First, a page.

That’s a great question. When I looked at the photos of people arriving for the party, I thought that people even in 2016 were still thinking about “futuristic” the way they were thinking about it in the 1960s: a shiny surface, stuff that’s very geometric looking, very streamlined, and also the cutouts! Did you notice how many cutouts there were? It was so ’60s—those portholes you see in a lot of kind of 1960s Space Age fashion. That’s one strain of futuristic.

The other kind of accepted strain of futuristic is kind of the “post-apocalyptic” look. Hardly anybody was really sporting that look. That’s more like The Matrix, or early Mad Max movies from the 1980s, or Blade Runner. Things look more haphazard; they’re kind of post-disaster look. I think our celebrities definitely went more with the metallic futuristic look.

So that kind of metallic, almost very stereotypical idea of what we call futuristic fashion came about in the 1960s?

Well, it actually started a bit earlier than that. There were images, for example, in 1939 in Vogue. There’s a very famous editorial they did about fashion and the future. And you’d be surprised how shiny and metallic some of those clothes are. It really was propelled by science-fiction films; it goes back to the 1920s, the early years of film, when people were thinking about space travel. And some of that makes sense when you think about protective clothing and jumpsuits and helmets.

Why do you think even now, designers are holding on to that same conception though technology has evolved so much since the 1920s?

You know, I think there’s a little bit of optimism there. I think people would rather see the future in those kind of shiny, kind of protective terms, rather than the post-apocalyptic terms, because it’s kind of dreary. And to be perfectly honest, I’m not going to say we all dress in post-apocalyptic fashion, but when you look at the way people are outfitted in The Matrix for example, it’s not so far from sportswear, right? If we look at Kim and Kanye arriving, she was looking very futuristic and he was looking very post-apocalyptic—I think they were encapsulating the two strains of thinking about the future.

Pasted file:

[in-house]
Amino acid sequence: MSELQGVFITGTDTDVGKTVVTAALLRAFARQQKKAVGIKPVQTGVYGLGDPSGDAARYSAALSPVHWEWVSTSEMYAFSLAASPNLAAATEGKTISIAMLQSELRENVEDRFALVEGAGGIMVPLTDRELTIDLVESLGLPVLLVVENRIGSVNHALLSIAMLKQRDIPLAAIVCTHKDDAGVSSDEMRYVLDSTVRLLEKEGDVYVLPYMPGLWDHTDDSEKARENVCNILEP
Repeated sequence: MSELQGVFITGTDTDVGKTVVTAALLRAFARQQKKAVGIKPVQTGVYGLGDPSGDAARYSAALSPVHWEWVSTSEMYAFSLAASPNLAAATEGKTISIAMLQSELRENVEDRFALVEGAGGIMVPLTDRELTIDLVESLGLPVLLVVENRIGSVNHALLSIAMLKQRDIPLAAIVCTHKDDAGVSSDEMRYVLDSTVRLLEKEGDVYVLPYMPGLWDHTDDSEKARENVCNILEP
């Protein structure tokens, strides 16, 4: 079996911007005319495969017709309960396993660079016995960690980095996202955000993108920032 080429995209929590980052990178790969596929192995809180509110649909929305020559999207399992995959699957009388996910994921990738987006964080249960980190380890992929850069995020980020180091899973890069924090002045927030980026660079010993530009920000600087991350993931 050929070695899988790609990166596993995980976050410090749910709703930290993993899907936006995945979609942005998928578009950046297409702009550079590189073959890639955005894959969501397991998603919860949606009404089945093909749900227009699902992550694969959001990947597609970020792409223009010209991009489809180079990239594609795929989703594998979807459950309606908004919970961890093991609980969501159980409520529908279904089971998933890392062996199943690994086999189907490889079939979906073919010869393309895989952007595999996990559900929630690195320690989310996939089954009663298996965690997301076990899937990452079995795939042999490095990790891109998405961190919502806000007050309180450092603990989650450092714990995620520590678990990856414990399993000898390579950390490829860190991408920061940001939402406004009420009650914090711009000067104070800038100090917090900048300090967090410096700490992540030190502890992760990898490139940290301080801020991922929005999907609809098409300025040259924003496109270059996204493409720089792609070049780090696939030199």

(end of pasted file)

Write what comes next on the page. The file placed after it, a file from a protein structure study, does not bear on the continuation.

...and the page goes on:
Do you have any predictions of how technology will be incorporated into fashion in the coming years?

We’re able to do predictions at a micro level, like two-and-a-half or three seasons in advance, but in terms of long-term trends that’s difficult. I always use movies as my reference because I think they’re great creative predictors or at least attempts at prediction. Think about the movie 2001—we’re several years past that but we’re still wearing jeans. I don’t know what you’re wearing today, but I bet you’re wearing something knit on the top and denim-y on the bottom. We seem to be stuck with it. I do see an increasing role of technology in fashion at the high-level in terms of aesthetics, but also think about performance clothing. You know, outerwear, and swimwear, like those are great place to really put technology to work for us.

There is a startup called Thesis Couture that is trying to engineer a more comfortable high heel. The Atlantic, in featuring it, suggested the company was redefining the idea that beauty necessitates pain. How you see technology as it relates to the demands of beauty and, by extension, fashion?

Wow. It’s terrible to think about beauty being demanding or that your womanhood is defined by your ability to bear pain. But the visual side of life is very important, and if it makes us comfortable to look a certain way, that’s a different kind of comfort than physical comfort. That’s like psychological comfort. Anything that would make our psychological comfort align with our physical comfort, I’m behind that.

This article is part of Future Tense, a collaboration among Arizona State University, New America, and Slate. Future Tense explores the ways emerging technologies affect society, policy, and culture. To read more, follow us on Twitter and sign up for our weekly newsletter.